Loving unconditionally in an adult relationship is a “high ideal,” but it doesn’t pass the “reality test,” Amodeo says. He likens it to complying with a child’s request, no matter how badly he treats us. Of course, on the other hand, “mature love requires reciprocity,” he says. An adult is not a needy child who does not know better.

Amodeo further likens his argument to a flowerbed, which can only thrive with fertile soil, plenty of water, and adequate sunlight. Similarly, our relationships cannot thrive in an environment of neglect, he says. “There are limits to what we can offer others, because as humans we are wired to have needs for acceptance, kindness and intimacy.”

Now, don’t get me wrong: it can be nice to offer love and care to someone we love without expecting an immediate return. However, we can’t expect to extend ourselves indefinitely if we don’t get enough feedback or if our kindly expressed needs are continually ignored, adds Amodeo. This can inevitably lead to feelings of exhaustion or defeat. Know that there is absolutely nothing shameful about wanting to fulfill our basic human aspirations in our adult relationships.

As with all love, it starts with how we perceive ourselves.

Have you ever heard of the idea that the love we accept reflects the love we think we deserve? Let’s examine this in terms of what unconditional love is. The most effective way to love another person is to engage in our own personal growth. This includes unconditionally accepting our own authentic feelings or desires and caring enough about ourselves to convey our needs or desires to someone we love, says Amodeo.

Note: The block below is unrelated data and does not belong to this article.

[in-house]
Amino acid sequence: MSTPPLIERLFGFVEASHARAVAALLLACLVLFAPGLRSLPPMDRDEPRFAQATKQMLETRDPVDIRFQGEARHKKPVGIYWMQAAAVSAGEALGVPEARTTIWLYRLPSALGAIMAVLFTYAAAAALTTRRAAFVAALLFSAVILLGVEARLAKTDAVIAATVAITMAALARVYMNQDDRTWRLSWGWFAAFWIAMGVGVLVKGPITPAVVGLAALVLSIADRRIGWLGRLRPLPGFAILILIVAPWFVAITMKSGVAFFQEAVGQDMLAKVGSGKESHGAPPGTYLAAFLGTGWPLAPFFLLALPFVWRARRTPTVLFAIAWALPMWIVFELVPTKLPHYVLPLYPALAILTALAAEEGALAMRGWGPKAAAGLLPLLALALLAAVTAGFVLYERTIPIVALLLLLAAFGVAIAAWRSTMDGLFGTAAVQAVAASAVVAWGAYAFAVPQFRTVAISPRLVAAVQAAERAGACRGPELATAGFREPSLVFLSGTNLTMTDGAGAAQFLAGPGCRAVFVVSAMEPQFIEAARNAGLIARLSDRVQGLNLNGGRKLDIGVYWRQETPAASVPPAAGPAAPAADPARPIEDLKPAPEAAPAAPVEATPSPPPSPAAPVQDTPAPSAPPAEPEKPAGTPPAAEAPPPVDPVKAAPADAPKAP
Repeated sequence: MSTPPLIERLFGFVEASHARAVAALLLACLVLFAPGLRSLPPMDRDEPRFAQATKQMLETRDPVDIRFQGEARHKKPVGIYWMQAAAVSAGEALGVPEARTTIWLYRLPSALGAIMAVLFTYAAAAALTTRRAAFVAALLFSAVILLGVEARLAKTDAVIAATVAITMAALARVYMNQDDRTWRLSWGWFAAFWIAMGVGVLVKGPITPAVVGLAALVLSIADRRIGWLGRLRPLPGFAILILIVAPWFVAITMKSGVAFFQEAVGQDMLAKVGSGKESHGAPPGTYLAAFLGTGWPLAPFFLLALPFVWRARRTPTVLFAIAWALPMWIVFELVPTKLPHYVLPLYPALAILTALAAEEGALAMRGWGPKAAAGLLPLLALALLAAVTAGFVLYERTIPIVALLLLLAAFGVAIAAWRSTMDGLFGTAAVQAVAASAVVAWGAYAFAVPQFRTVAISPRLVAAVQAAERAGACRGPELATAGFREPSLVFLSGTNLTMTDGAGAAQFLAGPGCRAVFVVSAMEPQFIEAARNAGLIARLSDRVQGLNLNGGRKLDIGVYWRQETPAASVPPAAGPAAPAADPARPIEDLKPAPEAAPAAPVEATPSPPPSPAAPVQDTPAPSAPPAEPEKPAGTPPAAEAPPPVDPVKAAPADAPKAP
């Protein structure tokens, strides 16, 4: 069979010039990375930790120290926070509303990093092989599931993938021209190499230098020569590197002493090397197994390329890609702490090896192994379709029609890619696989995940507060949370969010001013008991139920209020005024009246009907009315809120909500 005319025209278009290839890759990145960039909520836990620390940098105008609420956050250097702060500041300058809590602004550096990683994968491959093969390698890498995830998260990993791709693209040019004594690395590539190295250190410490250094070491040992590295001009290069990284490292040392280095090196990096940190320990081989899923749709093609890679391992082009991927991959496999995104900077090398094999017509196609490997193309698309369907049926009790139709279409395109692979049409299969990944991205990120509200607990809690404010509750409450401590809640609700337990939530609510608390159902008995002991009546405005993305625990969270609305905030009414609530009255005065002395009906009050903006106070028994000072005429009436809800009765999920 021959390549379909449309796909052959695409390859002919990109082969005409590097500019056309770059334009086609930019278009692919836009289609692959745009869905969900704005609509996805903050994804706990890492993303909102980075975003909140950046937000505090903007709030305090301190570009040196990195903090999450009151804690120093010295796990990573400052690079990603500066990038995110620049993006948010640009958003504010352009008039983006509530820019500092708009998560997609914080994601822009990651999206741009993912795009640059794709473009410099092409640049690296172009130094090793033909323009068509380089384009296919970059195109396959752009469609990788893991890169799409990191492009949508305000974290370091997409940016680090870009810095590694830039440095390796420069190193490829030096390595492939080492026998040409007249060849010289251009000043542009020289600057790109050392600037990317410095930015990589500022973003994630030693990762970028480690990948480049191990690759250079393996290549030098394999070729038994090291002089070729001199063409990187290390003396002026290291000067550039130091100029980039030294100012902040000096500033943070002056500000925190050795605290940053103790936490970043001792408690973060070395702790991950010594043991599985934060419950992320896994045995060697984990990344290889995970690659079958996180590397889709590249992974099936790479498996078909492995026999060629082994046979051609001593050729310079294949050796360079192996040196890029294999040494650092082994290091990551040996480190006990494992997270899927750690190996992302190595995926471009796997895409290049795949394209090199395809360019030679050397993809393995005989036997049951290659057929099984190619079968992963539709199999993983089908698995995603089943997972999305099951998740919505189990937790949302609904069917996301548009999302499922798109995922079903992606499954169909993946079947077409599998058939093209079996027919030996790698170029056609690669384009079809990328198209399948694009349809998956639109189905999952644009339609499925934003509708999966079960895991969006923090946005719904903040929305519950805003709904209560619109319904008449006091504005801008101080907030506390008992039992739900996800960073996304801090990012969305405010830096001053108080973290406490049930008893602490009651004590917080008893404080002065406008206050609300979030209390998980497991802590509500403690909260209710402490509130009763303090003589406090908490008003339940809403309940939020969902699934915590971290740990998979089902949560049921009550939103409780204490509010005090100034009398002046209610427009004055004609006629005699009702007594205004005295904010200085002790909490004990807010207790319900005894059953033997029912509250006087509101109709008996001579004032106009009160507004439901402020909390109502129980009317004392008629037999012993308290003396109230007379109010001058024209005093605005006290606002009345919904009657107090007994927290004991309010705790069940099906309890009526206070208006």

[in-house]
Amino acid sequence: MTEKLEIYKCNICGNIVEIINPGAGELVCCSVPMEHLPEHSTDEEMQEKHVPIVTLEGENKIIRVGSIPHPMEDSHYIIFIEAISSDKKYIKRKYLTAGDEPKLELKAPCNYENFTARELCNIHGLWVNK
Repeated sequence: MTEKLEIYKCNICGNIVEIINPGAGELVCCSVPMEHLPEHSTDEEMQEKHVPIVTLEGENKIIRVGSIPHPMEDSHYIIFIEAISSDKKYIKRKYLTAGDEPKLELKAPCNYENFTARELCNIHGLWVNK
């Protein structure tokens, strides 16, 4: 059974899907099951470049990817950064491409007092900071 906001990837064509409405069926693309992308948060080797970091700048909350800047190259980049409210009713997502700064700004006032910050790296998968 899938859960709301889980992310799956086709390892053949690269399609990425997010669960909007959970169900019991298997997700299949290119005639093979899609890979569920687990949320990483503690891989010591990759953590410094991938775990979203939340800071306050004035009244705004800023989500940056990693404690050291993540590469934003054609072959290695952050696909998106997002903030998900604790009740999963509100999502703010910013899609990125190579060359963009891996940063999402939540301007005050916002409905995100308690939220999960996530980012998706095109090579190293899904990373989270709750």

“Our way forward is not to pride ourselves on loving unconditionally, but rather to empower ourselves to learn what it takes to create lasting, mature love. Rather than striving for selfless love, we we can do our part to create the conditions for mutual love,” he adds.

It varies for parental love and the romantic genre.

When it comes to parental love, it can be unconditional if it’s just some kind of attention, says Aaron Ben-Ze’ev, PhD, author of The Arc of Love: How Our Romantic Lives Change Over Time. However, if love involves two-way interactions that amplify the growth of lovers and their relationship, that love is likely conditional, he says.

And whatever happens, conflicts must be resolved with respect.

Emerson Eggerichs, PhD, author of Love & Respect, often challenges couples by saying: “in a conflict, the most mature person goes to the other to ask for forgiveness”. Unconditional love means there’s nothing your spouse can do to bring you to a level that makes you mean or tough, according to Eggerichs, who defines unconditional love in the context of marriage.

“Our spouses don’t make us who we are, they reveal who we are,” he says. “It’s not always easy! Especially if our spouse isn’t mature,” adding that his definition of unconditional love doesn’t suggest we applaud or ignore unacceptable behavior. “Unconditional love sometimes means the most loving thing we can do is have a tough conversation” about our partner’s pitfalls, he says.

For more ways to live your best life and all things Oprah, sign up for our newsletter!

You might also like